Mother Teresa: The Saint of the Darkness

Mother Teresa: The Saint of the Darkness April 13, 2016


“If I ever become a saint, I will surely be one of ‘darkness.’ ”

– Blessed Teresa of Calcutta

They say she is a saint.

And on September 4th, 2016, Pope Francis and the Catholic Church will canonize her. On that day, Mother Teresa – Blessed Teresa of Calcutta – will become St. Teresa of Calcutta.

They say she is a saint.

But some doubt it.

Oh, it’s not simply that some question the Catholic Church’s overall process of investigating Mother Teresa’s (or any other candidate’s) cause for sainthood (including identifying and verifying two miracles attributed to the proposed saint’s intercession). Nor is it because of cynical detractors who have tried to characterize the diminutive nun as some sort of narcissistic tyrant reveling in the misery around her.


Some doubt that she is a saint…because she doubted.

The world came to know the depth of Blessed Teresa’s spiritual “dark night” when her personal letters, including deeply troubled missives to spiritual advisers, came to light in the posthumously published collection, Mother Teresa: Come Be My Light. From those letters emerged the desperation from years of service in the squalor, the angst and the hopelessness of the Calcutta gutters. From those letters came abandonment, desolation, blackness.

“Darkness is such that I really do not see – neither with my mind nor with my reason – the place of God in my soul is blank – There is no God in me – when the pain of longing is so great – I just long & long for God… The torture and pain I can’t explain.”

“There is so much deep contradiction in my soul. Such deep longing for God – so deep that it is painful – a suffering continual – and yet not wanted by God – repulsed – empty – no faith – no love – no zeal. Souls hold no attraction – Heaven means nothing – to me it looks like an empty place – the thought of it means nothing to me and yet this torturing longing for God. Pray for me please that I keep smiling at Him in spite of everything. For I am only His – so He has every right over me.”

Teresa’s was a dark night that lasted years. A spiritual desert place. A barren land bereft of hope.


Surely, it has been reasoned, this revelation makes Blessed Teresa vulnerable. Surely this bright light of Catholic faith and charity is snuffed out by her embarrassing weakness, by her scandalous hypocrisy. Surely this dark chapter should be whitewashed, or better yet, forgotten.

But we have seen this dark night before.

Mary, the Mother of Christ, gazed at her bloodied, beaten and crucified Son – her Child of the Anunciation, her Boy of the carpenter’s shop, her Son of wisdom and miracles. And surely, she recalled Simeon’s words to her at the Presentation of Christ to the Temple. “And you yourself a sword will pierce”. And a darkness surrounded her.

Peter, the Rock upon which the Church would be built, caught the telling gaze of Christ after denying Him for the third time. He removed himself to an isolated place and wept bitterly. And a darkness engulfed him.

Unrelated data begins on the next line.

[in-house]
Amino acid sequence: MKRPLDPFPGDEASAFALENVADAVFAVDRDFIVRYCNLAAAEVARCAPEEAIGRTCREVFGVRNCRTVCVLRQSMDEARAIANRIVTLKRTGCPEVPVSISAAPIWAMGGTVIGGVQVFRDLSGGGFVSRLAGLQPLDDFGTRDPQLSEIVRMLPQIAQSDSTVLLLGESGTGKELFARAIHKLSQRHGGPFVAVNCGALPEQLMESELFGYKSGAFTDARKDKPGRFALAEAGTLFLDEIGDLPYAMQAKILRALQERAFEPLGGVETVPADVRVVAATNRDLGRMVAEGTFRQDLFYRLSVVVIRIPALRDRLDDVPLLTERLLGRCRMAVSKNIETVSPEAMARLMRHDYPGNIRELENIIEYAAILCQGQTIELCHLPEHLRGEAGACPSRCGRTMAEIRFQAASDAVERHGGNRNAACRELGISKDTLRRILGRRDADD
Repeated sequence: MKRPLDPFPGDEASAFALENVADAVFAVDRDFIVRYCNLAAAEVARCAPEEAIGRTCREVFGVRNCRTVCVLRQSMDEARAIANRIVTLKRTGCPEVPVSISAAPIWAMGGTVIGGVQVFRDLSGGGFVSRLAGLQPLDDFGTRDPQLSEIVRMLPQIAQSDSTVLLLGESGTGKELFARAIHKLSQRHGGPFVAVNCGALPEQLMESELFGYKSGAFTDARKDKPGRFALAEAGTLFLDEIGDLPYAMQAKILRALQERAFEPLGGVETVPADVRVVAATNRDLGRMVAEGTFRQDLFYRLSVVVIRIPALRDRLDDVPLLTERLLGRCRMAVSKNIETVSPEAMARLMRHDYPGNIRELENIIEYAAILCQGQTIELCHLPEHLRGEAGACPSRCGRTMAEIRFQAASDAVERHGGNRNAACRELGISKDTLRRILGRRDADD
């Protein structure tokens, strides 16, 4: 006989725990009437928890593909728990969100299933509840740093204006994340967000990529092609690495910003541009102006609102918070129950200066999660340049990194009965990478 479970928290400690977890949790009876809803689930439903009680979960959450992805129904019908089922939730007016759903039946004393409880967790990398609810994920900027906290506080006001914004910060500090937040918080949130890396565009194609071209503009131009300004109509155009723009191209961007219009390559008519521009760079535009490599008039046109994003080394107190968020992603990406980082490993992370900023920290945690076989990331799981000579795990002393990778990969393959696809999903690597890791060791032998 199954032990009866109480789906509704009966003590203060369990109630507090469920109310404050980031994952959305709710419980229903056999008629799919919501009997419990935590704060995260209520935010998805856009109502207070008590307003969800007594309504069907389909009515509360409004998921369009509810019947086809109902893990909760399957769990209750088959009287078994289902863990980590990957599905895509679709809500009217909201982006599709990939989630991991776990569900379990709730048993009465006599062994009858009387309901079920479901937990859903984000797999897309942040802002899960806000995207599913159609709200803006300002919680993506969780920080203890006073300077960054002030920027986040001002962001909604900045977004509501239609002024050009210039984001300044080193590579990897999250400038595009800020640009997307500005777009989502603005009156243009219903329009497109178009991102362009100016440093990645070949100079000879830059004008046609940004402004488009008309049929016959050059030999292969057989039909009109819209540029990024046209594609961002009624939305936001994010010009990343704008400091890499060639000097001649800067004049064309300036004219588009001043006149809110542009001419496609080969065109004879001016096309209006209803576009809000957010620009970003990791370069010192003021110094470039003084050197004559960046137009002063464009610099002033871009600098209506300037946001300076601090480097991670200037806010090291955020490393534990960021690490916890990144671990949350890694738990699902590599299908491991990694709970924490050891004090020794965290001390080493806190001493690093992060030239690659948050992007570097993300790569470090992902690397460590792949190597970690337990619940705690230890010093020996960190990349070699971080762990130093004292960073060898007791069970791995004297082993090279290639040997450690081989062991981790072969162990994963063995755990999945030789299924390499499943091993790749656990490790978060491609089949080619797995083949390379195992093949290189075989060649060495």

Paul, haughtily “breathing murderous threats” against the disciples of Christ, fell on the road to Damascus. He was struck by a brilliant light and an indicting Voice. In that moment, he found the entirety of his life’s purpose shaken and upended. And for three days, darkness consumed him.

And Jesus Christ, God-made-man, asked for the punishing cup to be taken from Him when in the Garden of Gethsemane. And then, fixed to a cross, he desperately yearned to know why His God had forsaken Him. “It is finished.”, he uttered. And darkness would descend.

St. John of the Cross and St. Therese of Lisieux. G.K. Chesterton and Flannery O’Connor. All had dark nights.

A young Flannery, memorably, wrote in her prayer journal,

“Dear God, I cannot love Thee the way I want to. You are the slim crescent of a moon that I see and my self is the earth’s shadow that keeps me from seeing all the moon. The crescent is very beautiful and perhaps that is all one like I am should or could see; but what I am afraid of, dear God, is that my self shadow will grow so large that it blocks the whole moon, and that I will judge myself by the shadow that is nothing. I do not know You God because I am in the way. Please help me to push myself aside.”

And yet the fruits of prayer, time and experience – and of her dark nights of lupus and spiritual uncertainty –  would allow a mature Flannery to offer this advice to a spiritually struggling college student,

 “‘Lord I believe. Help my unbelief.’ It is the most natural and most humanizing and most agonizing prayer in the gospels, and I think it is the foundation prayer of faith.”

Yes. Yes.

You see, I’ve discovered that dark nights don’t disqualify saints. They make them. They are the foundation prayer of faith. And the dark nights I have seen in Christ and Mary, Peter and Paul, G.K. and Flannery, and… Blessed Teresa of Calcutta have helped me in dark nights of my own. We don’t need to run away from dark nights of the soul – ours or others. Rather, we should believe and hope and be purified by them. We should know that perhaps some good will come out of them – for us or others. As one wise writer once said, “Faith means believing in advance what only makes sense in reverse.”

Blessed Teresa, haunted by darkness, realized this. And wrote of it.

“If my separation from you brings others to you… I am willing with all my heart to suffer all that I suffer. Your happiness is all I want.”

They say that Blessed Teresa of Calcutta is a saint.

I believe it.

The Saint of the Darkness…who brings others to the Light.

Photo Credit: Evert Odekerken at Wikimedia Commons

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